Each week Insight asks innovative individuals to explain their work and their ideas. To kick things off, we asked Letters of Note founder Shaun Usher, 33, to explain how collecting some of the world's most moving, funny and inspiring correspondence has, over the two years that the website has been live, taken over his life.
"The founding of Letters of Note was pretty unromantic. I was a copywriter at the time, trying to write an article for a client, a stationery company. I was going to write the piece about famous letters, so I looked online for some that I could write about. I ended up getting completely obsessed by it within about an hour. I realised I could sack off that article – I thought 'I can do these more justice'."
"About 80 per cent of the letters come from me looking for them; that can mean digging through anything from museum websites to internet archives.
"There are plenty of letters on the internet but they're often quite hidden. The archives on the museum sites are particularly hard to access. They're maze-like and not very accessible to normal people.
"The other 20 per cent of letters are sent to me from readers. That's growing as time goes on, but the majority come from monotonous searching on Google."
"The ones that get sent over by people tend to be the more personal ones, mainly from celebrities to fans. Which are brilliant actually, the most popular type of letters on the site. And most are previously unseen."
"There's a letter from Iggy Pop we published early last year. Iggy wrote back to a young girl who was having a tough time at home. It was beautifully written, you didn't quite expect it from someone like him."
"There's another, a memo called 'In Event of Moon Disaster' written by an advisor to Nixon. Within it there's a speech to be read out should Neil Armstrong and Buzz Aldrin not come back from the moon. It basically says, 'Armstrong and Aldrin are stuck on the moon and they're not coming back.' It's chilling, but really beautifully written."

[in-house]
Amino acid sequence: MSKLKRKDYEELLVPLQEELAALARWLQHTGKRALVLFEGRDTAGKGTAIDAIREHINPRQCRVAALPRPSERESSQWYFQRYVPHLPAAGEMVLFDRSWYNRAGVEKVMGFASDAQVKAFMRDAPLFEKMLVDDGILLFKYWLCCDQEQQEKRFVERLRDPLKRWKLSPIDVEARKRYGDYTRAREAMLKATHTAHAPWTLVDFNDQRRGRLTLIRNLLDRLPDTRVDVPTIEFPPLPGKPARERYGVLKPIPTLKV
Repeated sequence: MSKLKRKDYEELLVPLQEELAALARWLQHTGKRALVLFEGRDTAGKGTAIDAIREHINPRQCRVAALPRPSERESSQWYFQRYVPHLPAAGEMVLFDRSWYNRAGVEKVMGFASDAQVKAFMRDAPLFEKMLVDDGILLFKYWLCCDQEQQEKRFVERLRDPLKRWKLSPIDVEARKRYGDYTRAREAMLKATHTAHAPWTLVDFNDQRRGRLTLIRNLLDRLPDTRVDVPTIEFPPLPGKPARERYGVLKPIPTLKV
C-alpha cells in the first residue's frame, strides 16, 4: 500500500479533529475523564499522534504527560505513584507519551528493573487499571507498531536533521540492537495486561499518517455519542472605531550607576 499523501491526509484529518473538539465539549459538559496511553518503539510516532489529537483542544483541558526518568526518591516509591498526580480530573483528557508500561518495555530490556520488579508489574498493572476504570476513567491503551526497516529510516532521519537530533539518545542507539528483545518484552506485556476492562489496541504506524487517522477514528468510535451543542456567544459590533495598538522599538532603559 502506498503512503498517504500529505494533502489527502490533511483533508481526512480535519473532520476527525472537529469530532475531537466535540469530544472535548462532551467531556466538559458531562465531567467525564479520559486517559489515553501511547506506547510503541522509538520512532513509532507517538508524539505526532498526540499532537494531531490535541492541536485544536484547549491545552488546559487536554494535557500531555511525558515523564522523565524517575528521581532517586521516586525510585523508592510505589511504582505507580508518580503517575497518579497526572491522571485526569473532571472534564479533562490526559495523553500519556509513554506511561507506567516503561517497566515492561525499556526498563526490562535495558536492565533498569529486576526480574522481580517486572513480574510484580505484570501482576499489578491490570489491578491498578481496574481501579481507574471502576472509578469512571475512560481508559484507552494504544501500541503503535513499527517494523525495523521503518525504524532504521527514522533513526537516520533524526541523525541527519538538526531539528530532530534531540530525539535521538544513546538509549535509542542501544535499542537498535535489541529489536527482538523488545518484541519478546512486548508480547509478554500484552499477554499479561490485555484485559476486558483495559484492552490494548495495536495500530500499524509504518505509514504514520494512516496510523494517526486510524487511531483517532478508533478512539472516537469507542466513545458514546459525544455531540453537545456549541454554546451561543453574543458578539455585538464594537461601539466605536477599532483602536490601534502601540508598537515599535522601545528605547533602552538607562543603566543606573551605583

"One that featured recently was a young lady [a German called Emma Hauck] who had been certified insane [in 1909] so she was put in a mental home. Years later they found all these letters she'd written to her husband asking him to come and get her. They just said 'sweetheart come, sweetheart come' over and over. Over thousands of times and pieces of paper. It was horrible. Really quite affecting."
"The most popular letter in terms of hits was a letter from John Kricfalusi, the creator of the cartoon Ren & Stimpy. It's eight or nine pages that he wrote to an aspiring animator, it's a guide to how to make it in animation and throughout it's illustrated with pictures of Ren and Stimpy."
"I get so much correspondence. The worst thing is that I haven't got time to reply to it all. Which is quite ironic given the focus of the website. But most days I get emails from people just offloading in response to the letters they've seen on the site."
"I put letters up online as and when I can, unless there's a particular event coming. Like last week with the death of Steve Jobs." [Letters of Note carried a typed 1983 letter from Steve Jobs with a signed Apple computer chip on it.]
"I've got thousands of them saved. There are 607 different letters on the site at the minute and that's the tip of the iceberg. As long as I can type I'll be uploading them."
"Collecting wasn't something that interested me until I found all these letters. I'm obsessed now. It's addictive. Actually finding them is quite mundane but once you've discovered one it's like a high. There's nothing more satisfying than finding a letter that you know everyone's going to enjoy."
Visit lettersofnote.com. The first Letters of Note book is due to be published next autumn
Iggy Pop's letter to a depressed fan
"Most of all I want to see you take a deep breath and do whatever you must to survive and find something to be that you can love. You're obviously a bright fucking chick, w/a big heart too and I want to wish you a (belated) HAPPY HAPPY 21st b'day and happy spirit."
You can read Iggy's note in full here: ind.pn/Iggyletter
REn & Stimpy creator john kricfalusi's letter of advice to a 14-year-old aspiring animator
"Good drawing is more important than anything else in animation. More than ideas, style, stories. Everything starts with good drawing. Learn to draw construction, perspective.
OK, now it's up to you."
Read John's letter in full: ind.pn/renstimletterReuse content